Over the past decade, the FCC has become a plastic owl for the telecom industry. As a result, an increasing number of carrier pigeons (if you will pardon the pun) are doing the equivalent of taking a dump on the owl. Normal modes of behavior are breaking down, and behavior that was simply unthinkable as between carriers a few years ago now happens on a regular basis. With the very authority of the FCC to address these issues questionable, coupled with the lack of any political will to make hard decisions that offend powerful interests, the FCC has remained in a state of continual paralysis. Meanwhile, the campaign by the telco and cable industry for state deregulation and federal preemption of IP-based services has made it increasingly impossible for state authorities to resolve these disputes.
Meanwhile, the market and the technology have changed dramatically, enhancing both the incentive and the capability of participants to game the system. Back when cable operators were just getting into the voice business, and when the FCC still pretended to have some regulatory authority over these services via Title I “ancillary jurisdiction,” AT&T and Verizon agreed to treat interconnected VOIP like standard phone calls. If a Comcast customer called an AT&T or Verizon customer, Comcast paid access charges. If AT&T or Verizon customers called Comcast, Comcast paid access charges (or reciprocal compensation, or whatever was appropriate under the existing crazy-quilt of things).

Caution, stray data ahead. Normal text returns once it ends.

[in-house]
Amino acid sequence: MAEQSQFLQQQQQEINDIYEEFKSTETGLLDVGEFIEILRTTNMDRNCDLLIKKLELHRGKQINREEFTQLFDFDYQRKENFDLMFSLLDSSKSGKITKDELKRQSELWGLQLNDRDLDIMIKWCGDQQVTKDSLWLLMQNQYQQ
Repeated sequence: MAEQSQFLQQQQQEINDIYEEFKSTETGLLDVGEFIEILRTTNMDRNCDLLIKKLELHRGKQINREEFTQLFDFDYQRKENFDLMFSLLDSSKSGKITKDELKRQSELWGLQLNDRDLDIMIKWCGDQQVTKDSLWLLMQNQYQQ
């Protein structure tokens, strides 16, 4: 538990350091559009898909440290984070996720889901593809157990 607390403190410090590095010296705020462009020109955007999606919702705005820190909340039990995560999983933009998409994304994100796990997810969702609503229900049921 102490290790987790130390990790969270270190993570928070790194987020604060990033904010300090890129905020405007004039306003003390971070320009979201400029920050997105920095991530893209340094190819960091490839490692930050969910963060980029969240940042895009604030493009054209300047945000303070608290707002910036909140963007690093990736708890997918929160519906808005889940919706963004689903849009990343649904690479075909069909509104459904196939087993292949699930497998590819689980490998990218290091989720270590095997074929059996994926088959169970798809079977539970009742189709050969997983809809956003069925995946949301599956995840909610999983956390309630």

Years pass, and cable operators replace incumbent local exchange carriers (ILECs, like AT&T and Verizon) as the dominant providers of residential phone services. So now, instead of AT&T and Verizon being a net receiver of access charges, they are a net payor of access charges. Add to this hard economic times, and the transformation of the FCC from fearful regulator to plastic owl, and you have all the ingredients for parties to start rethinking how they do business.
Unfortunately, markets undergoing flux like this tend to be unsettled and destructive, with lots of disputes. Most of the time in free market capitalism, we don’t care. An extremely important element of how markets work is that firms that businesses can, through no fault of their own, become irrelevant and die. When that happens, business expectations can get disrupted until the market settles. But where this impacts critical infrastructure, we care a lot, because the period of disruption can have what economists call “negative externalities.” I.e., lots of people get screwed very badly.